I apologize greatly for the blurry picture, it was taken with my cellphone camera, my good camera being back at home on my desk.  Radio stations, when they are on the air, seem like they are alive.  Machinery hums, fans move air, meters move, and there is a sense of purpose.  Silent radio stations give me a sense of foreboding, like something is terribly wrong.

WDCD three tower array, Albany, NY
WDCD three tower array, Albany, NY

View of the towers without Butler Building.  The towers are 340 feet tall, which is 206 electrical degrees on 1540 KHz.  The site was constructed like this to suppress skywave signals toward ZNS, Nassau, Bahamas.  ZNS is the only clear channel station allotted to the Bahamas by NARBA.  The other station WDCD is protecting is KXEL, Waterloo, IA.  During the 90’s, I received many QSL requests from Norway/Finland and even a few from South Africa.  I know that the station had a large following in most of New England.

WDCD tower base, tower three
WDCD tower base, tower one (furthest from building)

Tower one tower base.  This IDECO tower had to have the top 60 feet replaced after it was hit by an airplane in 1953.  The tower base also had to be replaced in the late 1980’s as it was crumbling and falling apart.  To do this, Northeast Towers used railroad jacks and jacked the entire tower up off of the base insulator.  They re-formed and poured a new base, carefully letting the tower back down on a new base insulator about a week later.

WDCD towers looking back toward the transmitter building
WDCD towers looking back toward the transmitter building

Antenna field looking back at the transmitter building.  If you work at radio transmitter sites, I encourage you to take pictures of all these things, as someday, they will all be gone.

WDCD bomb shelter
WDCD bomb shelter

The “bomb shelter” and 220 KW backup generator,  constructed by FEMA in 1968 as part of the BSEPP.  This used to have an emergency studio and enough diesel fuel for fourteen days operation.  Now, the bomb shelter has a kitchen and bathrooms.  The underground storage tank no longer meets EPA standards and has been pumped out.

WDCD Onan generator
WDCD Onan generator

The Onan generator is conservatively rated at 220 KW, surge rating 275 KW.  These things were way over constructed, so it is likely it would easily run 225 KW all day.  It has an in line six cylinder engine with a massive fly wheel.  When the engine is stopped, it takes about twenty seconds for the generator to stop turning.

Three phase service
Three phase service

National Grid, 3 pot, 480 volt, 3 phase service, original to the 1947 building.

I wonder if it will return.

Fire! Fire! Fire!

Class Charlie fire in the transmitter room electrical panel.  Away fire party from repair locker forward.  Set condition ZEBRA throughout the ship, this is not a drill.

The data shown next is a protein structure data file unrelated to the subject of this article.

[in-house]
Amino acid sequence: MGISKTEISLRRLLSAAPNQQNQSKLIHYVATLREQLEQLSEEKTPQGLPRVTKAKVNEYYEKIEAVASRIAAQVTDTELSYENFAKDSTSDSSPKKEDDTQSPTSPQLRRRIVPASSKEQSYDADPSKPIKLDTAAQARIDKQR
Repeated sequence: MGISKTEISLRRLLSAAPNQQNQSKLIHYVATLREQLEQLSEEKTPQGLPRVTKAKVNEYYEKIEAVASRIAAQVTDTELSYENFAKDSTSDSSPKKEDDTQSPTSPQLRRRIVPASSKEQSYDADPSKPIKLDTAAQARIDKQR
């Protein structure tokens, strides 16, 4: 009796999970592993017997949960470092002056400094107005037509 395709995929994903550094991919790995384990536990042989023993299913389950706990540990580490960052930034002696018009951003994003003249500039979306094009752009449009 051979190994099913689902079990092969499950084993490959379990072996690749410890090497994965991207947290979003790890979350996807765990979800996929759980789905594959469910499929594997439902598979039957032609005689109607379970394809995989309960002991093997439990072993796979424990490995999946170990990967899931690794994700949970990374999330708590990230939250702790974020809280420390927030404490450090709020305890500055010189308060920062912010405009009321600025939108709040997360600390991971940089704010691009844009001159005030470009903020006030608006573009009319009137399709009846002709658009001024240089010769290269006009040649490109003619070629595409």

Or something like that.  If you were driving around Albany, NY this afternoon and noticed WDCD-FM was off the air, this is the reason why.

WDCD AM/FM main distribution panel
WDCD AM/FM 480 volt 3 phase AC main distribution panel

A little after noon time, the 480 volt main distribution panel at WDCD AM/FM caught fire, taking the FM station off the air.

WDCD conference room clock, time of power outage noted
WDCD conference room clock, time of power outage noted

According to this clock, it happened at 12:19 pm, when there was a loud bang and the lights in the studio flickered several times, followed by the building fire alarm going off.  Thankfully, a quick response by the station staff and the Town of Colonie fire department limited the damage to the interior of the distribution panel.  Other than the dry chemical fire extinguisher residue all over the place, the building is none the worse for wear.

WDCD distribution panel burned parts
WDCD distribution panel burned parts

The 480 Volt three phase electrical distribution panel was installed in 1947 when the original building was constructed.  The power company cut the power to the building and an electrician was able to re-route the distribution for the dry step down transformers that power the studios and equipment racks.  The original 480 volt service was installed due to the 50 KW AM transmitter for WPTR (WDCD-AM).   Currently, WDCD-AM is silent, pending programming decisions by the owner, Crawford Broadcasting.

WDCD burned electrical distribution panel parts
WDCD burned electrical distribution panel parts

So, we spent the late afternoon vacuuming the NextGen computers and UPS out, wiping down the equipment and making sure to clean out the power supplies and other nooks and crannies.  Then, we powered everything back up, one at a time and to our pleasant surprise, all came back up without error.  Total off air time for the FM station was about 6 hours.